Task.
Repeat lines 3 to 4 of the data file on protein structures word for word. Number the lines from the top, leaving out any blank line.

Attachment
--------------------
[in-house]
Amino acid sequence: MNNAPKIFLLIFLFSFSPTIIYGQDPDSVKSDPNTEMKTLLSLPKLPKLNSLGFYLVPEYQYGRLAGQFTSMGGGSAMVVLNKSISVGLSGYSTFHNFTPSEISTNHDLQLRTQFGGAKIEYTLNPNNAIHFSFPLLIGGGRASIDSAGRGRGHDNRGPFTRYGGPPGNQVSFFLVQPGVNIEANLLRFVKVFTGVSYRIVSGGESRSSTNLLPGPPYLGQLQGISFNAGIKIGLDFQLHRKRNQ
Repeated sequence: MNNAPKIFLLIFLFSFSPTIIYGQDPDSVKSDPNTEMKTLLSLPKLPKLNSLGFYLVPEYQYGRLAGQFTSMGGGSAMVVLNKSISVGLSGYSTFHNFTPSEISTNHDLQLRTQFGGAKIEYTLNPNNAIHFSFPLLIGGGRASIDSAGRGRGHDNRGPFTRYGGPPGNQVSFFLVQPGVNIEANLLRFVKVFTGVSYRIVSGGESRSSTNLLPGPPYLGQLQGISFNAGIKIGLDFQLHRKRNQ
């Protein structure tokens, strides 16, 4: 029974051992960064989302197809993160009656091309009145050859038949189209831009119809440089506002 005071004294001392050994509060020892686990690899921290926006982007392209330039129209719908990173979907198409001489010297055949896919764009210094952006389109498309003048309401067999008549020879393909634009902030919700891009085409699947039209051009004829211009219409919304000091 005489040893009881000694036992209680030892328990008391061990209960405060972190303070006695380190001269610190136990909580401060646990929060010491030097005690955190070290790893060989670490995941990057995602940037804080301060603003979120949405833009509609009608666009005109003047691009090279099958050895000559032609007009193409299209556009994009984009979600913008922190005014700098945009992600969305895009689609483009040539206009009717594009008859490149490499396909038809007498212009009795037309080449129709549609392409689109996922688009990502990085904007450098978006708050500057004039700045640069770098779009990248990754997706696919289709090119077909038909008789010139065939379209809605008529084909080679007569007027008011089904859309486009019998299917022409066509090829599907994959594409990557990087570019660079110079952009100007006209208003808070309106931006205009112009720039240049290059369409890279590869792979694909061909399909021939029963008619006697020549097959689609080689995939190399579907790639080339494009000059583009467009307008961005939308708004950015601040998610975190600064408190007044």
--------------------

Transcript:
Repeated sequence: MNNAPKIFLLIFLFSFSPTIIYGQDPDSVKSDPNTEMKTLLSLPKLPKLNSLGFYLVPEYQYGRLAGQFTSMGGGSAMVVLNKSISVGLSGYSTFHNFTPSEISTNHDLQLRTQFGGAKIEYTLNPNNAIHFSFPLLIGGGRASIDSAGRGRGHDNRGPFTRYGGPPGNQVSFFLVQPGVNIEANLLRFVKVFTGVSYRIVSGGESRSSTNLLPGPPYLGQLQGISFNAGIKIGLDFQLHRKRNQ
């Protein structure tokens, strides 16, 4: 029974051992960064989302197809993160009656091309009145050859038949189209831009119809440089506002 005071004294001392050994509060020892686990690899921290926006982007392209330039129209719908990173979907198409001489010297055949896919764009210094952006389109498309003048309401067999008549020879393909634009902030919700891009085409699947039209051009004829211009219409919304000091 005489040893009881000694036992209680030892328990008391061990209960405060972190303070006695380190001269610190136990909580401060646990929060010491030097005690955190070290790893060989670490995941990057995602940037804080301060603003979120949405833009509609009608666009005109003047691009090279099958050895000559032609007009193409299209556009994009984009979600913008922190005014700098945009992600969305895009689609483009040539206009009717594009008859490149490499396909038809007498212009009795037309080449129709549609392409689109996922688009990502990085904007450098978006708050500057004039700045640069770098779009990248990754997706696919289709090119077909038909008789010139065939379209809605008529084909080679007569007027008011089904859309486009019998299917022409066509090829599907994959594409990557990087570019660079110079952009100007006209208003808070309106931006205009112009720039240049290059369409890279590869792979694909061909399909021939029963008619006697020549097959689609080689995939190399579907790639080339494009000059583009467009307008961005939308708004950015601040998610975190600064408190007044």